People came from all over the country to help rebuild New Orleans homes in commemoration of the fourth anniversary of Hurricane Katrina's fury.
From his home of Ann Arbor, Michigan, Larry Vandenbergen read an announcement in the weekly Episcopal Diocese of Louisiana newsletter (the e-DOLA), to which he subscribes, about an upcoming day of service scheduled by the Diocese of Louisiana to commemorate the four-year anniversary of Hurricane Katrina.
He did some research online, contacted Episcopal Community Services of Louisiana (ECS, formerly the diocese's Office of Disaster Response) volunteer coordinator Pete Nunnally, consulted with his wife and his boss, and booked a flight.
James Duracin saw an announcement for the day of service on one of University of the South's student postings. The Haitian native fit the day into the month he's taking off to travel and visit family after graduating from the university.
"I'm learning a lot, especially working with tools," he said. "When I come back to New Orleans I want to bring more people with me to help out. I'll be telling people about this program."
These two long-distance volunteers joined forces with people from across the Diocese of Louisiana to mark the anniversary by rebuilding homes for those not yet returned to theirs. Christ Church, Covington; Chapel of the Holy Spirit, New Orleans; St. Martin's, Metairie; Trinity, Morgan City; Mt. Olivet, New Orleans; All Saints, River Ridge; St. John's, Kenner; Trinity, New Orleans; St. Luke's, New Orleans; Grace, New Orleans; Annunciation, New Orleans; St. Mark's, Harvey; St. James, Baton Rouge and St. George's, New Orleans were all represented.
About 70 people turned out at ECS' warehouse in the Upper Ninth Ward, where they began the day at 9 a.m. with prayer before splitting into six groups to work on six rebuild sites around the city. Volunteers were put to work sheetrocking, insulating, painting, and even gutting homes.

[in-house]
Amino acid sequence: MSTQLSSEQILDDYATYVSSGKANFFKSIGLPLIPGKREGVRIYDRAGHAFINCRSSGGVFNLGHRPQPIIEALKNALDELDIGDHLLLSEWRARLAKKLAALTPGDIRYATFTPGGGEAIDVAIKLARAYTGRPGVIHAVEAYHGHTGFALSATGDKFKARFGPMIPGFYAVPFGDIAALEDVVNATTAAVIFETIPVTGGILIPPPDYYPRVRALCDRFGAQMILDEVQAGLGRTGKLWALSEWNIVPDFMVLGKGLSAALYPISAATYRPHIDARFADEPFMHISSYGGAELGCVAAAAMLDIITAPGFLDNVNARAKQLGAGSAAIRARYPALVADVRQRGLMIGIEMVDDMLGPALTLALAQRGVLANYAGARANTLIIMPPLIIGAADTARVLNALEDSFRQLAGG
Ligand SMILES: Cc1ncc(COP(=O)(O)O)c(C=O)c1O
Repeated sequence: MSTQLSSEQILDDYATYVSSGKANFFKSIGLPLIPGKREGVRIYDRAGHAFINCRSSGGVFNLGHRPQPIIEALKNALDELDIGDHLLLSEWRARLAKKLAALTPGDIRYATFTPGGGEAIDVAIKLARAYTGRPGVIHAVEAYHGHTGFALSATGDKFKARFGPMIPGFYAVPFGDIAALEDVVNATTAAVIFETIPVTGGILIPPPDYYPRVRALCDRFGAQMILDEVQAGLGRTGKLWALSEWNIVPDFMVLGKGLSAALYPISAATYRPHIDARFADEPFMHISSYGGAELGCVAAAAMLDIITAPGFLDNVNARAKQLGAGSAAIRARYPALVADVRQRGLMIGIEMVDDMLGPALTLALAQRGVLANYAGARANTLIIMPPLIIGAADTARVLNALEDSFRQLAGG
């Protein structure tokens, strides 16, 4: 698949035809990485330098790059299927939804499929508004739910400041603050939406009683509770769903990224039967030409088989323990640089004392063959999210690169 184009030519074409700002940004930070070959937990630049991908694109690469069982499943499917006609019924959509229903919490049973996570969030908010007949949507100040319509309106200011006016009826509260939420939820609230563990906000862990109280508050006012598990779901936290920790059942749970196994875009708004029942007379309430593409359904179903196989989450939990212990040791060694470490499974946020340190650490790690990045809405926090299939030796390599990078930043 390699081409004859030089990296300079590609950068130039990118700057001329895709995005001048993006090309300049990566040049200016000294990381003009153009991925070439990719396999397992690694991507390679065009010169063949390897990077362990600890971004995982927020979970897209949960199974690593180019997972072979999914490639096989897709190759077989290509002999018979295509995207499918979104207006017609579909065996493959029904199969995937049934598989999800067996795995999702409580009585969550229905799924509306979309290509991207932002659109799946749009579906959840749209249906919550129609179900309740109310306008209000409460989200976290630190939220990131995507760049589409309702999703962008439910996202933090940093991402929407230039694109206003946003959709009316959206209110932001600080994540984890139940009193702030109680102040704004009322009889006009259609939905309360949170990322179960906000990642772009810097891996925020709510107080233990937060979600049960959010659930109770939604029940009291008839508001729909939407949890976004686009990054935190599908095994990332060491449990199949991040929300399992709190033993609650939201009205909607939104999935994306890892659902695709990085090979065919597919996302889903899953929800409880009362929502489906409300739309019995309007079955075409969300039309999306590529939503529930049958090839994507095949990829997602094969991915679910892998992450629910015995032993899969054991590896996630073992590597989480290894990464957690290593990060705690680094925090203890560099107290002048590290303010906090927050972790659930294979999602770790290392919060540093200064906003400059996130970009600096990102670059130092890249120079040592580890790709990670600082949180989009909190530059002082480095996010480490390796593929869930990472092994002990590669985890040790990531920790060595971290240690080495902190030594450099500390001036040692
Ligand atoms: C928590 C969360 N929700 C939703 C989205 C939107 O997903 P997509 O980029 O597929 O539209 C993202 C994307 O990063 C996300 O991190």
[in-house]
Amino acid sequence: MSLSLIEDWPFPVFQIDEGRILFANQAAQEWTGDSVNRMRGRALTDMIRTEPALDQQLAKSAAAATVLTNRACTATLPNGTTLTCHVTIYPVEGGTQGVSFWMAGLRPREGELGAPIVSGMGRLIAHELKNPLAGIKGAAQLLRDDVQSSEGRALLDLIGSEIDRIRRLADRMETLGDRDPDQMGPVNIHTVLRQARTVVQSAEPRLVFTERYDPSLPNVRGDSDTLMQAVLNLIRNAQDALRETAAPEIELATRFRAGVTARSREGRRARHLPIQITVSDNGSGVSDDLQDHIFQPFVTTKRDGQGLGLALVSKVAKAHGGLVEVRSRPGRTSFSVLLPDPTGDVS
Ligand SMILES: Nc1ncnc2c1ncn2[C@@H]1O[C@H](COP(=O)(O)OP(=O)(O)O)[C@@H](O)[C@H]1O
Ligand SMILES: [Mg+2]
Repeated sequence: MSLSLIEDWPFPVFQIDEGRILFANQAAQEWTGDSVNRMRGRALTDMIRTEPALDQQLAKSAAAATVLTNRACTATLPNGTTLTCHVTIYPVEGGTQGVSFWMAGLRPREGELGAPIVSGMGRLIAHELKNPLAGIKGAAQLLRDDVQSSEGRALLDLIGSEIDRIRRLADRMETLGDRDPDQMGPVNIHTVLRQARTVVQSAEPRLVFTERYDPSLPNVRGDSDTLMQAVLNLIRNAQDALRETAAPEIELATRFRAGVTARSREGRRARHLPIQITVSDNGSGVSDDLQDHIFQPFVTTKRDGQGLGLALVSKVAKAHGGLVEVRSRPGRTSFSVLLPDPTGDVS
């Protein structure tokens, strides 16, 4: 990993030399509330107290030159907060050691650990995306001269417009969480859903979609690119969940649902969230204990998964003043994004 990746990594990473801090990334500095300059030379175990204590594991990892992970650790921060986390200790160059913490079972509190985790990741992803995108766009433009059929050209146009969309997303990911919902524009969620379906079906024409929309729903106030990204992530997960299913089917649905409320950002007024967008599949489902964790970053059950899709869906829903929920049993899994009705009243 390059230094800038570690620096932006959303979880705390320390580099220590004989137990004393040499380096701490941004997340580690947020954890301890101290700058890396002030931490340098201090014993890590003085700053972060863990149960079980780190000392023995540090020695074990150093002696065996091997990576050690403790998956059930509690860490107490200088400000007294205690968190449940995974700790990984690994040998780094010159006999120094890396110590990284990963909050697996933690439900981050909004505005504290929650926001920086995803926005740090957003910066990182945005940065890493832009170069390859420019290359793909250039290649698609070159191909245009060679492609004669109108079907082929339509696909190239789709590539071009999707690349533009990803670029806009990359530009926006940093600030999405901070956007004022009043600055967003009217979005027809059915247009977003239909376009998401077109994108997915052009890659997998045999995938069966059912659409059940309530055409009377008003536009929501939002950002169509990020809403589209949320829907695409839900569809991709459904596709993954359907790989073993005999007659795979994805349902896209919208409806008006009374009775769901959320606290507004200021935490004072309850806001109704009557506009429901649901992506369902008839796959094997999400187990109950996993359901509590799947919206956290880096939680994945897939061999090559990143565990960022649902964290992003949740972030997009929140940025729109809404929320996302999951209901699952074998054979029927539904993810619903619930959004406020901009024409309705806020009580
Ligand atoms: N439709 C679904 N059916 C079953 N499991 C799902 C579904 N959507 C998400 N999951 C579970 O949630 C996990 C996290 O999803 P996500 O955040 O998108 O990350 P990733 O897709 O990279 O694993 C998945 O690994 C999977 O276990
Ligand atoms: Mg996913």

After putting in a day of work, volunteers regrouped at the Church of All Souls in the Lower Ninth Ward for a cookout party hosted by ECS. Everyone shared stories about their day of service and reflected on what this anniversary meant. Many of the local volunteers said feel they had finally reached a stage where they have cared for themselves and are now ready to reach out and help others heal.
By chance, the Rev. Ken Ritter of Trinity, Baton Rouge, found that the St. Bernard Parish home he had been painting all day was that of an elderly couple he had once married at Trinity on Valentine's Day. He will be sharing the news of his experience with the couple and updating them on the progress of their home.
"It's great to see folks from ECS offices and across the diocese hanging out in community and fellowship together like this," said Nunnally.
ECS Rebuild coordinator Liz Carrier echoed this sentiment. "It's wonderful to have local volunteers turn out and to see people from different churches come together to interact and put in a day of service."
The Rev. John Miller of St. James in Baton Rouge felt that working alongside parishioners from around the diocese, while installing insulation on a home in the Pontchartrain Park neighborhood, was one of the best parts of the experience.
For Loyola law student Tyler Gray, the biggest surprise was being the Uptown neighborhood to gut a home. "It's amazing how close it is to where I live. I ride my bike through that neighborhood all the time and didn't realize houses were still in need of major work," he said. "All the neighbors came up and talked to us and wanted to know what was going on, and they were thankful we were cleaning up the garbage in the house. They were all back in their homes, but this one house on the block still hadn't been gutted. I'm very thankful I came out on the anniversary, I had a great time, and I will definitely be doing it again. It was a very special thing to be a part of."